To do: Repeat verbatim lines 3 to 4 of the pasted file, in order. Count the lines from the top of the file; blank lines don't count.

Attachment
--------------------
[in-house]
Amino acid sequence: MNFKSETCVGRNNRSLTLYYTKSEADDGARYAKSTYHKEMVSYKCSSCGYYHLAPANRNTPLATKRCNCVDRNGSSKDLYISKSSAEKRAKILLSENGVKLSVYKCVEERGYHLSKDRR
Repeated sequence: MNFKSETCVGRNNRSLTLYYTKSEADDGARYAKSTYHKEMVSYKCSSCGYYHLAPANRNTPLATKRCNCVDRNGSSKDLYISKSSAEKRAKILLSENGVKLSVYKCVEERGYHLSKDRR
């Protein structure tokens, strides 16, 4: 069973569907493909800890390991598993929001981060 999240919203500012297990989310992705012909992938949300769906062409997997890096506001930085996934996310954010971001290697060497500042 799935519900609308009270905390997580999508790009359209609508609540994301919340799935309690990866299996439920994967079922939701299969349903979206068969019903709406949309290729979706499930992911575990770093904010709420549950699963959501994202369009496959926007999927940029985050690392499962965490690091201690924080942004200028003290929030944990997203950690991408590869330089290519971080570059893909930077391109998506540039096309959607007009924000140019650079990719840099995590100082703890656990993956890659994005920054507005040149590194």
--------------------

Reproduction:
Repeated sequence: MNFKSETCVGRNNRSLTLYYTKSEADDGARYAKSTYHKEMVSYKCSSCGYYHLAPANRNTPLATKRCNCVDRNGSSKDLYISKSSAEKRAKILLSENGVKLSVYKCVEERGYHLSKDRR
């Protein structure tokens, strides 16, 4: 069973569907493909800890390991598993929001981060 999240919203500012297990989310992705012909992938949300769906062409997997890096506001930085996934996310954010971001290697060497500042 799935519900609308009270905390997580999508790009359209609508609540994301919340799935309690990866299996439920994967079922939701299969349903979206068969019903709406949309290729979706499930992911575990770093904010709420549950699963959501994202369009496959926007999927940029985050690392499962965490690091201690924080942004200028003290929030944990997203950690991408590869330089290519971080570059893909930077391109998506540039096309959607007009924000140019650079990719840099995590100082703890656990993956890659994005920054507005040149590194």